If you are interested in attending then please get in touch via this email link or give our London office a call on 0207 877 0050.

If you cannot attend, please still get in touch for future seminar dates.  You can keep up to date with further announcements by joining our linkedin group for CVA's at the link below.  We will also be making announcements on our blog here and our twitter account


Look forward to seeing those who can attend.

DB Russell Construction in Administration

DB Russell Construction, the North Somerset-based building firm which developed social housing, affordable housing and general building for local authorities,  has gone into administration. 

This is yet another builder exposed to the social housing and local authority market that has collapsed. This follows Rok and Connaught.  The events in this particular sector of the construction industry is one of the public faces of the spending cuts that are starting to bite.

The previous government was very committed to social housing projects but it now appears, given the information coming out of the other failures, that the margin on such contracts were so thin and in some cases loss making.
DB Russell Construction reportedly owes £900,000 to companies it has sub-contracted work to, £370,000 to suppliers and £620,000 to banks.

Christmas. Are you prepared?

Unfortunately, Christmas can be a difficult time for struggling businesses. Fixed costs are still there and wages have to be paid at the end of December. The rent, that if payable quarterly in advance, is due on Christmas Day. If you haven't negotiated with your landlord for monthly payments of rent then perhaps think about it now.

Some customers who are a bit slow at paying might think "I might wait until after Christmas to pay that invoice!" Factories are not producing for a couple of weeks so there may be cashflow pressures.

The recent poor weather has not helped businesses, especially if you have a debtor book to collect. One client we have spoken to today has had to drive around and collect cheques in person from customers, as five of his staff have been unable to get to work!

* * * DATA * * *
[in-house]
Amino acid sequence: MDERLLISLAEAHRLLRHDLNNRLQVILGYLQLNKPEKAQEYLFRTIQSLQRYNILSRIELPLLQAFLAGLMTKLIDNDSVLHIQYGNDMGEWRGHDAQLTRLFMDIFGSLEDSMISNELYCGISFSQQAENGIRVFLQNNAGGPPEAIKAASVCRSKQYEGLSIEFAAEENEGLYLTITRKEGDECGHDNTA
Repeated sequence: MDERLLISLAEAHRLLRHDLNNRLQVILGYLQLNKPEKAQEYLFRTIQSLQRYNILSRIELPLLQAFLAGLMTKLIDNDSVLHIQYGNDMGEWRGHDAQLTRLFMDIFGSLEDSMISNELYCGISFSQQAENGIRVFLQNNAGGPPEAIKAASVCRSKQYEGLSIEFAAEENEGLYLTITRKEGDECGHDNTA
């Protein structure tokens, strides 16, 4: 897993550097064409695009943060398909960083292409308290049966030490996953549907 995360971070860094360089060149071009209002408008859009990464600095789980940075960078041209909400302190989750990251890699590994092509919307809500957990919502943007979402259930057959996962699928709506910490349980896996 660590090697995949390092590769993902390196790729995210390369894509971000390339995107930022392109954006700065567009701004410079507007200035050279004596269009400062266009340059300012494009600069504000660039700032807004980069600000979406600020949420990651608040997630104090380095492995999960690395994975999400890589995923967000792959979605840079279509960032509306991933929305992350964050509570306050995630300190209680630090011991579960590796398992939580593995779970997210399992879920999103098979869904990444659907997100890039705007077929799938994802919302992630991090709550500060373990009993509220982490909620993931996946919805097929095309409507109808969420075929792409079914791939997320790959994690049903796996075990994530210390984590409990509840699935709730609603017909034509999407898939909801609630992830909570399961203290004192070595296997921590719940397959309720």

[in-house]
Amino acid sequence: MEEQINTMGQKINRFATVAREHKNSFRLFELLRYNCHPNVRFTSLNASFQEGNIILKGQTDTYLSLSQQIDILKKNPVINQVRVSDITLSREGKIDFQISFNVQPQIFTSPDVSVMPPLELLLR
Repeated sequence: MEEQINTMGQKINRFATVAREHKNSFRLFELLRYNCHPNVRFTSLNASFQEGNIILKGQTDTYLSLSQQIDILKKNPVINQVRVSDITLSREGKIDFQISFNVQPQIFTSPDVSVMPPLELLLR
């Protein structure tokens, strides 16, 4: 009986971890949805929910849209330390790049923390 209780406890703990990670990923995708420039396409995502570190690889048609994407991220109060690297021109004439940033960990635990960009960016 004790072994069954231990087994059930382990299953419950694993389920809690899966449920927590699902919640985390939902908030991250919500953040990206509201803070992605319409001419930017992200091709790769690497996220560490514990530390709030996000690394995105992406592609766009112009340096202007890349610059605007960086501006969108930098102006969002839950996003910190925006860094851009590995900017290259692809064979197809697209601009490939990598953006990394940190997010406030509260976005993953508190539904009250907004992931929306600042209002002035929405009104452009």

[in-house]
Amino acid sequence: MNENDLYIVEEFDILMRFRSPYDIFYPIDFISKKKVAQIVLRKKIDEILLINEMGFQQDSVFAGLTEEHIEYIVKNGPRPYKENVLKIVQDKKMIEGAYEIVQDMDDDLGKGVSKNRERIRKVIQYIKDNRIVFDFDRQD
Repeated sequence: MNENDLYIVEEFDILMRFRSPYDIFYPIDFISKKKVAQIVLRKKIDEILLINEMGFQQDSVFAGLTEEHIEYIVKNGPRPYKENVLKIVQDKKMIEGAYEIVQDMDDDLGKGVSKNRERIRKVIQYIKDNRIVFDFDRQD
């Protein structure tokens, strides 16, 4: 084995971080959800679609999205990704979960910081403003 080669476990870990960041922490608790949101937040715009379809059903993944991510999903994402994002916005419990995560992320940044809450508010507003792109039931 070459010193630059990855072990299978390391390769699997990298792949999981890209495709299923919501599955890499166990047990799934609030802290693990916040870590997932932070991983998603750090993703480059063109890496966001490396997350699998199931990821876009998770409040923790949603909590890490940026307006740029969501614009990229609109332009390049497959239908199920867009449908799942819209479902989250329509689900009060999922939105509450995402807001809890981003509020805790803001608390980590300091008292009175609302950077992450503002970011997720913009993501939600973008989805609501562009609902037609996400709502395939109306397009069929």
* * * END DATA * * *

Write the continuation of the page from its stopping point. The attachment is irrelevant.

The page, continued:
Sheffield Wednesday given time to pay taxes. Lucky them!

Sheffield Wednesday have been given 28 days to pay their tax bill by the High Court. The Judge said that the company had been trading whilst insolvent but had allowed the stay of execution due to exceptional circumstances.  What circumstances?  Other companies, if they are trading whilst insolvent and a winding up petition is being heard, are not usually so lucky.  I suspect that the learned judge believed, as many others do, that a rich investor will step in at the last minute! However, this does not mean that other companies should rely on such unlikely outcomes.We often find that companies delay taking action because they believe that a big contract is on the way. However, even if that hope is there this should not prevent the directors taking advice.

The co-operative bank, to whom the club owes £23.5m, has been very patient throughout and is the main reason the club has survived for so long.

Cashbox in pre pack administration

Cashbox plc, the aim listed firm that runs ATMs, has gone into administration. In a statement the firm said, "InfoCash had reached an arrangement with the administrator, Deloitte, to purchase the assets of business." As such, the business is to carry on with all existing contracts and operations so as to safeguard the company's customers.

This process, whereby a firm goes into administration and is sold at the same time, is often called a pre pack administration. If you are considering a pre pack administration of your business please give us a call on 0207 877 0050